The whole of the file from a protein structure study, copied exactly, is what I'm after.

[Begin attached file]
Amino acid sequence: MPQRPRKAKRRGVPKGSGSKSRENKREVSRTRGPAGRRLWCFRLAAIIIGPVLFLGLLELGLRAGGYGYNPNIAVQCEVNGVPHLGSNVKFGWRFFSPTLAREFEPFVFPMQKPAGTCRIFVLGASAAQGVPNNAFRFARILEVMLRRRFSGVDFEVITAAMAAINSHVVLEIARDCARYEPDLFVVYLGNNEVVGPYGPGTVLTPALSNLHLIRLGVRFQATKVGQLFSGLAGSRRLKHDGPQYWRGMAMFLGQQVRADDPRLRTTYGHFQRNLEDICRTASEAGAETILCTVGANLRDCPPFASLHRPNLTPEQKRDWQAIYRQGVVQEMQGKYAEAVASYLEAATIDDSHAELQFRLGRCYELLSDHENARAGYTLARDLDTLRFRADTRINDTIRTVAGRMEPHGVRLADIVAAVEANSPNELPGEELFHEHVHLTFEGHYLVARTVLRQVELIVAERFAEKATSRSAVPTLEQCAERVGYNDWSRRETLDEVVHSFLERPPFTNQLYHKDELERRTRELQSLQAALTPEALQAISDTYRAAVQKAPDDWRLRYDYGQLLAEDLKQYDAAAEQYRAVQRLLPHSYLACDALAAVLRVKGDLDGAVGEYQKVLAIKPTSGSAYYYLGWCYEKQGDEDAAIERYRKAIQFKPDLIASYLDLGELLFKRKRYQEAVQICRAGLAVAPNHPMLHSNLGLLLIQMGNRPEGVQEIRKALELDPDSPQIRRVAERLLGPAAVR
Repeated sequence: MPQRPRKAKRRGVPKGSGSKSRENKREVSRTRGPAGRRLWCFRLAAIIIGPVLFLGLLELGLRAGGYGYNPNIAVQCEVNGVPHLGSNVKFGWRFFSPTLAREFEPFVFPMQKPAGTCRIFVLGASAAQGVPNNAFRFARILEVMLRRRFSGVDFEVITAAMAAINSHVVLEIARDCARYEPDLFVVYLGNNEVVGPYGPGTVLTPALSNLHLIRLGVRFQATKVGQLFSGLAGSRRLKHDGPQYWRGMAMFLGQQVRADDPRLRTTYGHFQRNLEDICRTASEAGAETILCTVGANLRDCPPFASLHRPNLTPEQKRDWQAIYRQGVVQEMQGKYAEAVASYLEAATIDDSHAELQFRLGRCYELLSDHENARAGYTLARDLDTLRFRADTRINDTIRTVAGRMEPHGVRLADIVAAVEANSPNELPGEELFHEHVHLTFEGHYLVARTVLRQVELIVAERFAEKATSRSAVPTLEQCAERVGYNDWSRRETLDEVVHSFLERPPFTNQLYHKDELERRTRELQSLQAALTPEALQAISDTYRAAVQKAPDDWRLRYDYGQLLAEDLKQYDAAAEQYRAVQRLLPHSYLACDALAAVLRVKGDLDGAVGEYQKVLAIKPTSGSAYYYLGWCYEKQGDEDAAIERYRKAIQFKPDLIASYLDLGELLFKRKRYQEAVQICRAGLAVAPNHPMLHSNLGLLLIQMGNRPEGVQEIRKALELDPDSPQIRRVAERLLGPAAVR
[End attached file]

Amino acid sequence: MPQRPRKAKRRGVPKGSGSKSRENKREVSRTRGPAGRRLWCFRLAAIIIGPVLFLGLLELGLRAGGYGYNPNIAVQCEVNGVPHLGSNVKFGWRFFSPTLAREFEPFVFPMQKPAGTCRIFVLGASAAQGVPNNAFRFARILEVMLRRRFSGVDFEVITAAMAAINSHVVLEIARDCARYEPDLFVVYLGNNEVVGPYGPGTVLTPALSNLHLIRLGVRFQATKVGQLFSGLAGSRRLKHDGPQYWRGMAMFLGQQVRADDPRLRTTYGHFQRNLEDICRTASEAGAETILCTVGANLRDCPPFASLHRPNLTPEQKRDWQAIYRQGVVQEMQGKYAEAVASYLEAATIDDSHAELQFRLGRCYELLSDHENARAGYTLARDLDTLRFRADTRINDTIRTVAGRMEPHGVRLADIVAAVEANSPNELPGEELFHEHVHLTFEGHYLVARTVLRQVELIVAERFAEKATSRSAVPTLEQCAERVGYNDWSRRETLDEVVHSFLERPPFTNQLYHKDELERRTRELQSLQAALTPEALQAISDTYRAAVQKAPDDWRLRYDYGQLLAEDLKQYDAAAEQYRAVQRLLPHSYLACDALAAVLRVKGDLDGAVGEYQKVLAIKPTSGSAYYYLGWCYEKQGDEDAAIERYRKAIQFKPDLIASYLDLGELLFKRKRYQEAVQICRAGLAVAPNHPMLHSNLGLLLIQMGNRPEGVQEIRKALELDPDSPQIRRVAERLLGPAAVR
Repeated sequence: MPQRPRKAKRRGVPKGSGSKSRENKREVSRTRGPAGRRLWCFRLAAIIIGPVLFLGLLELGLRAGGYGYNPNIAVQCEVNGVPHLGSNVKFGWRFFSPTLAREFEPFVFPMQKPAGTCRIFVLGASAAQGVPNNAFRFARILEVMLRRRFSGVDFEVITAAMAAINSHVVLEIARDCARYEPDLFVVYLGNNEVVGPYGPGTVLTPALSNLHLIRLGVRFQATKVGQLFSGLAGSRRLKHDGPQYWRGMAMFLGQQVRADDPRLRTTYGHFQRNLEDICRTASEAGAETILCTVGANLRDCPPFASLHRPNLTPEQKRDWQAIYRQGVVQEMQGKYAEAVASYLEAATIDDSHAELQFRLGRCYELLSDHENARAGYTLARDLDTLRFRADTRINDTIRTVAGRMEPHGVRLADIVAAVEANSPNELPGEELFHEHVHLTFEGHYLVARTVLRQVELIVAERFAEKATSRSAVPTLEQCAERVGYNDWSRRETLDEVVHSFLERPPFTNQLYHKDELERRTRELQSLQAALTPEALQAISDTYRAAVQKAPDDWRLRYDYGQLLAEDLKQYDAAAEQYRAVQRLLPHSYLACDALAAVLRVKGDLDGAVGEYQKVLAIKPTSGSAYYYLGWCYEKQGDEDAAIERYRKAIQFKPDLIASYLDLGELLFKRKRYQEAVQICRAGLAVAPNHPMLHSNLGLLLIQMGNRPEGVQEIRKALELDPDSPQIRRVAERLLGPAAVR